How does all this info. compare to the number of people in the U.S.A.?
The following numbers have been posted by W5ESE on QRZ.com and elsewhere:
Year Population #Hams Hams as % of US Population
1913 97,225,000 2,000 0.002%
1914 99,111,000 5,000 0.005%
1916 101,961,000 6,000 0.006%
1921 108,538,000 10,809 0.010%
1922 110,049,000 14,179 0.013%
1930 123,202,624 19,000 0.015%
1940 132,164,569 56,000 0.042%
1950 151,325,798 87,000 0.057%
1960 179,323,175 230,000 0.128%
1970 203,211,926 263,918 0.130%
1980 226,545,805 393,353 0.174%
1990 248,709,873 502,677 0.202%
1997 267,783,607 678,733 0.253%
2000 281,421,906 682,240 0.242%
2005 296,410,404 662,600 0.224%
2006 299,291,772 657,814 0.220%
2008 303,000,000 658,648 0.217%
2010 310,425,814 694,313 0.224%
The 2010 figures are from the US population clockhttp://www.census.gov/main/www/popclock.html
and ARRL's FCC license counts as of today.
Some significant-to-US-ham-radio historical events:
1912: Mandatory licensing of all US radio amateurs
1917: US amateur radio shut down because of WW1
1919: US amateur radio reopened after WW1
1920s: Radio broadcasting boom; amateurs pioneer use of short-waves
1929: New regulations require higher quality transmitters and drastically narrow US ham bands. Stock market crashes
1930s: Great Depression
1941: US amateur radio shut down because of WW2
1945: US amateur radio reopened after WW2
1951: Restructuring doubles number of US license classes, Novice, Technician and Extra created
1957: Sputnik launched
1958: 27 MHz cb authorized
1960s: SSB replaces AM as most-popular voice mode on HF amateur bands
1968-69: Incentive licensing rules enacted
1970s: Novice becomes renewable, experience requirement for Extra eliminated. Repeater boom era.
1984: VEC system replaces FCC office testing. CSCEs created.
1990: Medical waivers for 13 and 20 wpm code tests
1991: Technician loses its code test completely
2000: Restructuring closes off 3 license classes and reduces test requirements for other 3.
2007: Code testing completely eliminated for US amateur licenses.
There are many more events; add your own.
Note how the growth has varied with time, both in percentages and totals. Oddly enough, the period of most-rapid-growth in terms of percentage was the 1930s, when the number of US hams almost tripled, despite the Great Depression.
The 1950s were high-growth time, in part because of the Novice license (started in 1951). This growth is even more remarkable when you consider that the population growth of the 1950s was mostly in the form of the baby boom.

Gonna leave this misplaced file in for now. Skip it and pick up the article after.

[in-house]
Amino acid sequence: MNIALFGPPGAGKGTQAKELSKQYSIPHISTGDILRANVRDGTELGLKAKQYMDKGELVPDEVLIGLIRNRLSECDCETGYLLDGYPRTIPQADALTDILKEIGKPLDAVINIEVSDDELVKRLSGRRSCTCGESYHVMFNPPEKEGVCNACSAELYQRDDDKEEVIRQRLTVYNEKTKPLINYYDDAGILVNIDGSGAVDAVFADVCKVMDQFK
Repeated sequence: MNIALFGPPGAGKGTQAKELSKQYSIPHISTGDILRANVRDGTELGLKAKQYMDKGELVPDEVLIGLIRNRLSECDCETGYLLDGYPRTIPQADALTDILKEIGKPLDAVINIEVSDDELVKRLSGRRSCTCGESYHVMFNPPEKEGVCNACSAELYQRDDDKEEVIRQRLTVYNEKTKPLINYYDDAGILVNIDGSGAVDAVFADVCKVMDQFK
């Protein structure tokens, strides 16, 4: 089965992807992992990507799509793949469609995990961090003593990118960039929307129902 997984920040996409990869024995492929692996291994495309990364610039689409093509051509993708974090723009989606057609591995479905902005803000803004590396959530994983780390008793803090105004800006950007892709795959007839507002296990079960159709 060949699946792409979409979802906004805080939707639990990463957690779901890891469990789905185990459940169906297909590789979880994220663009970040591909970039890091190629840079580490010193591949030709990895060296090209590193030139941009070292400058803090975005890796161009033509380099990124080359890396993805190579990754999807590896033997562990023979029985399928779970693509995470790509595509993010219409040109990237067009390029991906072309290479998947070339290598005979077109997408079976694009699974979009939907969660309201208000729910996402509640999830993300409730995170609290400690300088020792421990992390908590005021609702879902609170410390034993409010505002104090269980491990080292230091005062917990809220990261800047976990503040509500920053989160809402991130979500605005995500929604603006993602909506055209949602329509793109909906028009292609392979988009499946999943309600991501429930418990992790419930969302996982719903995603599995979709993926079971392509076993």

The 1960s saw very slow growth, but were followed by the faster growth of the 1970s, 1980s and most of the 1990s. The 1970s are particularly interesting because they were a time when the economy was terrible and the full effects of incentive licensing (imposed 1968-1969) were most felt. Yet we had tremendous growth then, and onwards to the mid-1990s.
Since 1997 we've seen ups and downs, and we're still behind where we were in 1997 in terms of hams as a percentage of the population. But the numbers are catching up.
Of course the numbers of licensees only tell part of the story. They don't tell how many licensees are active amateurs, in the form of having a station and getting on the air. They don't tell how many hams use a particular band or mode, or how much they operate, work on projects, etc.
FCC doesn't have age data on all licensees so it's impossible to accurately determine the mean or median age of US amateurs. (When you see "average age" figures tossed around, ask how they were derived.)
The license term went to 10 years in 1984, which means there were no expirations at all from 1989 to 1994, and that a ham can drop out yet be carried on the license totals for almost a decade.
There are lots of other factors - housing, economics, sources of population growth (immigration vs. babies), increasing lifespans, cell phones, the internet, and much more.
I became a ham in 1967, and for 43 years I've heard predictions of doom and gloom for amateur radio. Yet it's still here.
73 de Jim, N2EY